"In nearly every realm of daily life--from health care to education, highways to home security--there is an invisible velvet rope rising, separating Americans into two radically different experiences of life. On one side of the velvet rope is a friction-free existence where, for a price, needs are anticipated and catered to. Red tape is cut, lines are jumped, appointments are secured, and doors are opened. On the other side of the rope, friction is practically the defining characteristic, with middle-and working-class Americans facing a Darwinian fight for an empty seat on the plane, a place in line with their kids at the amusement park, a college acceptance, a hospital bed. We are all aware of the gap between the rich and everyone else, but when we weren't looking business innovators stepped in to exploit it, shifting services away from the masses and finding new ways to serve the privileged. New York Times business reporter Nelson Schwartz offers a behind-the-scenes tour of the velvet rope economy and those who created it: the ship-within-a-ship on Norwegian Cruise Lines that saves the best views for the wealthy, a special pager for donors that reaches San Francisco's top cardiologist, a $4,000-a-night maternity suite, firefighters who save one home but not the house next door. And he shows the toll of velvet rope innovation on the rest of us: long waits for an ambulance, packed highways, school athletics that are pay to play. What's more, as decision-makers and corporate leaders increasingly live on the friction-free side of the velvet rope, they are less inclined to change--or even notice--the barriers everyone else must contend with"-- Provided by publisher.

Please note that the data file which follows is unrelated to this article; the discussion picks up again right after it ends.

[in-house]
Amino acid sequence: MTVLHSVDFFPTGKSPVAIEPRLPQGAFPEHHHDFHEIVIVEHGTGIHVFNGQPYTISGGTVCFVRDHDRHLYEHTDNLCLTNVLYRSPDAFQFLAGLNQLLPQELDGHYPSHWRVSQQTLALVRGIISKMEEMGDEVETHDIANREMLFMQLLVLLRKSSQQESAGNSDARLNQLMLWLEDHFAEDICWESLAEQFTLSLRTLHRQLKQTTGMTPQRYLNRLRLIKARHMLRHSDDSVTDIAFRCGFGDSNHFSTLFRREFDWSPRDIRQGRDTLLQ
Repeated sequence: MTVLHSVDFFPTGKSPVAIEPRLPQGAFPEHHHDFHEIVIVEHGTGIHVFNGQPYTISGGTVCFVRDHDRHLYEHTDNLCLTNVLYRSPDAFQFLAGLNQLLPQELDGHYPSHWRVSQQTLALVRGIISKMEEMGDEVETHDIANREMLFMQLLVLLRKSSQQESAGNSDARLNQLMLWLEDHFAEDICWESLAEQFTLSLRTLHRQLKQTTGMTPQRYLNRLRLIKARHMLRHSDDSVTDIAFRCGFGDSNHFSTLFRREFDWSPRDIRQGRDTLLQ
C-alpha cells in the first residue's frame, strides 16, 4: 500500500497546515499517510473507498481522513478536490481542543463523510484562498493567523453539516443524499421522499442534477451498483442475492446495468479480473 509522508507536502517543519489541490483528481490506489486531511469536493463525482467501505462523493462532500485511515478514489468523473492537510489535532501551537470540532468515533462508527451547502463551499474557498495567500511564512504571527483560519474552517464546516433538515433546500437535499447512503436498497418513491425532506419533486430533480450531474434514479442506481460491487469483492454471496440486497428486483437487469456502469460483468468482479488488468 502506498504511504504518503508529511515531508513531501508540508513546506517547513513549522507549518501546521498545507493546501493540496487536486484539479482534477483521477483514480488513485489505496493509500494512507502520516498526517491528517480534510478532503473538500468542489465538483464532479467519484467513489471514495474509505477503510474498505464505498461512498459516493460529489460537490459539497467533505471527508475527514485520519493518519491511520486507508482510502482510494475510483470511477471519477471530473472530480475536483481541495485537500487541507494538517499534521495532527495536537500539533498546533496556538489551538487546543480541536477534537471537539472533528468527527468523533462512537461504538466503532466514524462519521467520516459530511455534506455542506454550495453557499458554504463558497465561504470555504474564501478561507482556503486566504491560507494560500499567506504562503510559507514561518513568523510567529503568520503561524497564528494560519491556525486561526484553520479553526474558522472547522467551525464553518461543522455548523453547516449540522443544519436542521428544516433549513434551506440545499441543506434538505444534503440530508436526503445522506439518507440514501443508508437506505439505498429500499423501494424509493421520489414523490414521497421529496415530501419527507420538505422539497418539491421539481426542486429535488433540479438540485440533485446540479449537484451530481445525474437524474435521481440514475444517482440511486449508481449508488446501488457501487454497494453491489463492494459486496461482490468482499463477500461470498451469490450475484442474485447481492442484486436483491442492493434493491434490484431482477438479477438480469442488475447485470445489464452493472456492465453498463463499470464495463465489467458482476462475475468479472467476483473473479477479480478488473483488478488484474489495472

Classism -- United States.
Income distribution -- United States.
United States -- Economic conditions -- 21st century.